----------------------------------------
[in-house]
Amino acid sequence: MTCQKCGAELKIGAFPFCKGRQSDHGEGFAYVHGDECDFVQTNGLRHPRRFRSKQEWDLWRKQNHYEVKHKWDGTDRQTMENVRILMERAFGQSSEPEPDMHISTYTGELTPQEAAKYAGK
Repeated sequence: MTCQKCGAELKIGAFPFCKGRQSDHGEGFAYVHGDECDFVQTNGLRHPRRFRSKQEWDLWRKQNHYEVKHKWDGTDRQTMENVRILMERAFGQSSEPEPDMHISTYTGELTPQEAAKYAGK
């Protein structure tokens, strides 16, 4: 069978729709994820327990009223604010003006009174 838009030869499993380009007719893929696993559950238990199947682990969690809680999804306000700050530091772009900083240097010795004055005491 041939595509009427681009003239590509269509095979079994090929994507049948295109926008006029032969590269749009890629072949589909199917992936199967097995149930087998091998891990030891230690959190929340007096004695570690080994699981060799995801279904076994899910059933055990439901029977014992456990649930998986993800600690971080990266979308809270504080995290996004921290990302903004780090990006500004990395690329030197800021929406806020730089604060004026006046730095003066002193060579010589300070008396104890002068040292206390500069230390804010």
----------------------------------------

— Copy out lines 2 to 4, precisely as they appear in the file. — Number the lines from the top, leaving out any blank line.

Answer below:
Amino acid sequence: MTCQKCGAELKIGAFPFCKGRQSDHGEGFAYVHGDECDFVQTNGLRHPRRFRSKQEWDLWRKQNHYEVKHKWDGTDRQTMENVRILMERAFGQSSEPEPDMHISTYTGELTPQEAAKYAGK
Repeated sequence: MTCQKCGAELKIGAFPFCKGRQSDHGEGFAYVHGDECDFVQTNGLRHPRRFRSKQEWDLWRKQNHYEVKHKWDGTDRQTMENVRILMERAFGQSSEPEPDMHISTYTGELTPQEAAKYAGK
């Protein structure tokens, strides 16, 4: 069978729709994820327990009223604010003006009174 838009030869499993380009007719893929696993559950238990199947682990969690809680999804306000700050530091772009900083240097010795004055005491 041939595509009427681009003239590509269509095979079994090929994507049948295109926008006029032969590269749009890629072949589909199917992936199967097995149930087998091998891990030891230690959190929340007096004695570690080994699981060799995801279904076994899910059933055990439901029977014992456990649930998986993800600690971080990266979308809270504080995290996004921290990302903004780090990006500004990395690329030197800021929406806020730089604060004026006046730095003066002193060579010589300070008396104890002068040292206390500069230390804010």